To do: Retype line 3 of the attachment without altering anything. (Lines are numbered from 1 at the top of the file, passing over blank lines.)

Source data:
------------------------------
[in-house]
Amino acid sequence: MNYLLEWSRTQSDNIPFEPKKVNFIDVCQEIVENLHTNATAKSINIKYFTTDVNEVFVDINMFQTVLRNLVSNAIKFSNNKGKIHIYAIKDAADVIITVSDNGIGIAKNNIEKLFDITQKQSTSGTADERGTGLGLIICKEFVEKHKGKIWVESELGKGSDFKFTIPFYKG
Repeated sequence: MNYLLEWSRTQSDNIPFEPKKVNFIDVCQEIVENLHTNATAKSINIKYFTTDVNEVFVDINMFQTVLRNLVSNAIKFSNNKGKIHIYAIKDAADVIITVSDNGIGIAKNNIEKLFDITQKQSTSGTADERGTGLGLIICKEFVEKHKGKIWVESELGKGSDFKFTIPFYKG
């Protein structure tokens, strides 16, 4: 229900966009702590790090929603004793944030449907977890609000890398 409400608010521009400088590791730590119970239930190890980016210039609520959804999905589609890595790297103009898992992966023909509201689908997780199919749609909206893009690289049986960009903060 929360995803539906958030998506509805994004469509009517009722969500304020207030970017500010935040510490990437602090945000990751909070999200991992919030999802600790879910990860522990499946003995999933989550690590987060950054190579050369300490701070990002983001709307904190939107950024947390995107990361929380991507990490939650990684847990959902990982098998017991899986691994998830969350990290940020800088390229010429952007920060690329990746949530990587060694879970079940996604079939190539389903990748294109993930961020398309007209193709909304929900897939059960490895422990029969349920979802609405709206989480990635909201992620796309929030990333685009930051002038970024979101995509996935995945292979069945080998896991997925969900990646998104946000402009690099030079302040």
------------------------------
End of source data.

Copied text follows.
Repeated sequence: MNYLLEWSRTQSDNIPFEPKKVNFIDVCQEIVENLHTNATAKSINIKYFTTDVNEVFVDINMFQTVLRNLVSNAIKFSNNKGKIHIYAIKDAADVIITVSDNGIGIAKNNIEKLFDITQKQSTSGTADERGTGLGLIICKEFVEKHKGKIWVESELGKGSDFKFTIPFYKG